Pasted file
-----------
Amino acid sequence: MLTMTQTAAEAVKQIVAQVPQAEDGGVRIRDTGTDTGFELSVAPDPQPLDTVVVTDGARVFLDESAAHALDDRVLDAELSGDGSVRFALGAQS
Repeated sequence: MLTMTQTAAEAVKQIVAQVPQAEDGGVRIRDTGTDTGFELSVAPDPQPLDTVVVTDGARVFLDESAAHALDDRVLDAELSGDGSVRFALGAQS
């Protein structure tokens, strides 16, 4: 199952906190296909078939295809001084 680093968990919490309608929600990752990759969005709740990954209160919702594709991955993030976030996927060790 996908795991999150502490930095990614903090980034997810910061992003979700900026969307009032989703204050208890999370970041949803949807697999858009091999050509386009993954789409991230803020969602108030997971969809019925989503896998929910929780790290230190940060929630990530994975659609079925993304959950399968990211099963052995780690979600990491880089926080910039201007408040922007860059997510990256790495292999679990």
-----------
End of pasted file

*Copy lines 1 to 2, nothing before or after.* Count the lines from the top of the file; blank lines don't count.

Amino acid sequence: MLTMTQTAAEAVKQIVAQVPQAEDGGVRIRDTGTDTGFELSVAPDPQPLDTVVVTDGARVFLDESAAHALDDRVLDAELSGDGSVRFALGAQS
Repeated sequence: MLTMTQTAAEAVKQIVAQVPQAEDGGVRIRDTGTDTGFELSVAPDPQPLDTVVVTDGARVFLDESAAHALDDRVLDAELSGDGSVRFALGAQS